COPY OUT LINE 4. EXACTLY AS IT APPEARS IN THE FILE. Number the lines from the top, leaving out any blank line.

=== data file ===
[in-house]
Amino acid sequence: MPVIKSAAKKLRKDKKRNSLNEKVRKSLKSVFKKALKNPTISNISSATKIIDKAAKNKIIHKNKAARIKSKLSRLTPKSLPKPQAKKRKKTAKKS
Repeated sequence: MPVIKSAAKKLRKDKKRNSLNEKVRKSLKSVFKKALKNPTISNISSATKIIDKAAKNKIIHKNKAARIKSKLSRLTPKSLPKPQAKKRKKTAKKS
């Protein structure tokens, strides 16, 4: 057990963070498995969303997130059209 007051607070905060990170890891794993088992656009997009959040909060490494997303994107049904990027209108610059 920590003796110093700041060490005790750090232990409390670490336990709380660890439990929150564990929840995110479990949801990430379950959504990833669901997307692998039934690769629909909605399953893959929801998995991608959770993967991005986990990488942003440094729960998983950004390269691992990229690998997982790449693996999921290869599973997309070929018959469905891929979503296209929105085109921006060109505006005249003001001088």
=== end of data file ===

């Protein structure tokens, strides 16, 4: 057990963070498995969303997130059209 007051607070905060990170890891794993088992656009997009959040909060490494997303994107049904990027209108610059 920590003796110093700041060490005790750090232990409390670490336990709380660890439990929150564990929840995110479990949801990430379950959504990833669901997307692998039934690769629909909605399953893959929801998995991608959770993967991005986990990488942003440094729960998983950004390269691992990229690998997982790449693996999921290869599973997309070929018959469905891929979503296209929105085109921006060109505006005249003001001088």